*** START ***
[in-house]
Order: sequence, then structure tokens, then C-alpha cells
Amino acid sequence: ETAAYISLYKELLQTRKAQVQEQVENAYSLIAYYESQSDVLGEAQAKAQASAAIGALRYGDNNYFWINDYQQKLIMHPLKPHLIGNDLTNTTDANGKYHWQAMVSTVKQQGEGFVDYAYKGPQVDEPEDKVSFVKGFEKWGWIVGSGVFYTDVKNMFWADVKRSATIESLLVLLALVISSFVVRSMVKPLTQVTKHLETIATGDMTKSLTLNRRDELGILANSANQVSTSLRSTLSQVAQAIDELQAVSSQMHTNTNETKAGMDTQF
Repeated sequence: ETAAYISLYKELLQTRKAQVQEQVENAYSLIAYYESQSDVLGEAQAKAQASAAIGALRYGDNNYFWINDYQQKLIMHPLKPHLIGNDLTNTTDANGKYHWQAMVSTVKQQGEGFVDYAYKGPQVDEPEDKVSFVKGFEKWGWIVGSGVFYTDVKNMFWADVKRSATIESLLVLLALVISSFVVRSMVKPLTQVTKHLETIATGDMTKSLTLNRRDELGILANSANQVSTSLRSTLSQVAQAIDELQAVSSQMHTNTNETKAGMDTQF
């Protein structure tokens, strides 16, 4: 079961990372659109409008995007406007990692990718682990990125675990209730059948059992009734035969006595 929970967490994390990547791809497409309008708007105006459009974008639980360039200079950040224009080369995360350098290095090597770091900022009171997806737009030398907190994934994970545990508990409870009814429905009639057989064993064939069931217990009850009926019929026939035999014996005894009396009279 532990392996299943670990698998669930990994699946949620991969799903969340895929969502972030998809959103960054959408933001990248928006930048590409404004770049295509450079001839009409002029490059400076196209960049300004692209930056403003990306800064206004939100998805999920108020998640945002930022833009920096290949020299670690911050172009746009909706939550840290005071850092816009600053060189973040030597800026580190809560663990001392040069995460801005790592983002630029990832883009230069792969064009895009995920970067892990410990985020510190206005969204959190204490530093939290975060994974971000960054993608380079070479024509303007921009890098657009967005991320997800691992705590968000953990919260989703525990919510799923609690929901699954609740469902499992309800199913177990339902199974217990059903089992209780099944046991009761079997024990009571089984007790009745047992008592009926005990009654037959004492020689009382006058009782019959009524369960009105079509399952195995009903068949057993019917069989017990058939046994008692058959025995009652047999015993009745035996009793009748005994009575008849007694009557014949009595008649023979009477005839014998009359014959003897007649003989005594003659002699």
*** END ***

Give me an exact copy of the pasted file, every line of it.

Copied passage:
[in-house]
Order: sequence, then structure tokens, then C-alpha cells
Amino acid sequence: ETAAYISLYKELLQTRKAQVQEQVENAYSLIAYYESQSDVLGEAQAKAQASAAIGALRYGDNNYFWINDYQQKLIMHPLKPHLIGNDLTNTTDANGKYHWQAMVSTVKQQGEGFVDYAYKGPQVDEPEDKVSFVKGFEKWGWIVGSGVFYTDVKNMFWADVKRSATIESLLVLLALVISSFVVRSMVKPLTQVTKHLETIATGDMTKSLTLNRRDELGILANSANQVSTSLRSTLSQVAQAIDELQAVSSQMHTNTNETKAGMDTQF
Repeated sequence: ETAAYISLYKELLQTRKAQVQEQVENAYSLIAYYESQSDVLGEAQAKAQASAAIGALRYGDNNYFWINDYQQKLIMHPLKPHLIGNDLTNTTDANGKYHWQAMVSTVKQQGEGFVDYAYKGPQVDEPEDKVSFVKGFEKWGWIVGSGVFYTDVKNMFWADVKRSATIESLLVLLALVISSFVVRSMVKPLTQVTKHLETIATGDMTKSLTLNRRDELGILANSANQVSTSLRSTLSQVAQAIDELQAVSSQMHTNTNETKAGMDTQF
């Protein structure tokens, strides 16, 4: 079961990372659109409008995007406007990692990718682990990125675990209730059948059992009734035969006595 929970967490994390990547791809497409309008708007105006459009974008639980360039200079950040224009080369995360350098290095090597770091900022009171997806737009030398907190994934994970545990508990409870009814429905009639057989064993064939069931217990009850009926019929026939035999014996005894009396009279 532990392996299943670990698998669930990994699946949620991969799903969340895929969502972030998809959103960054959408933001990248928006930048590409404004770049295509450079001839009409002029490059400076196209960049300004692209930056403003990306800064206004939100998805999920108020998640945002930022833009920096290949020299670690911050172009746009909706939550840290005071850092816009600053060189973040030597800026580190809560663990001392040069995460801005790592983002630029990832883009230069792969064009895009995920970067892990410990985020510190206005969204959190204490530093939290975060994974971000960054993608380079070479024509303007921009890098657009967005991320997800691992705590968000953990919260989703525990919510799923609690929901699954609740469902499992309800199913177990339902199974217990059903089992209780099944046991009761079997024990009571089984007790009745047992008592009926005990009654037959004492020689009382006058009782019959009524369960009105079509399952195995009903068949057993019917069989017990058939046994008692058959025995009652047999015993009745035996009793009748005994009575008849007694009557014949009595008649023979009477005839014998009359014959003897007649003989005594003659002699």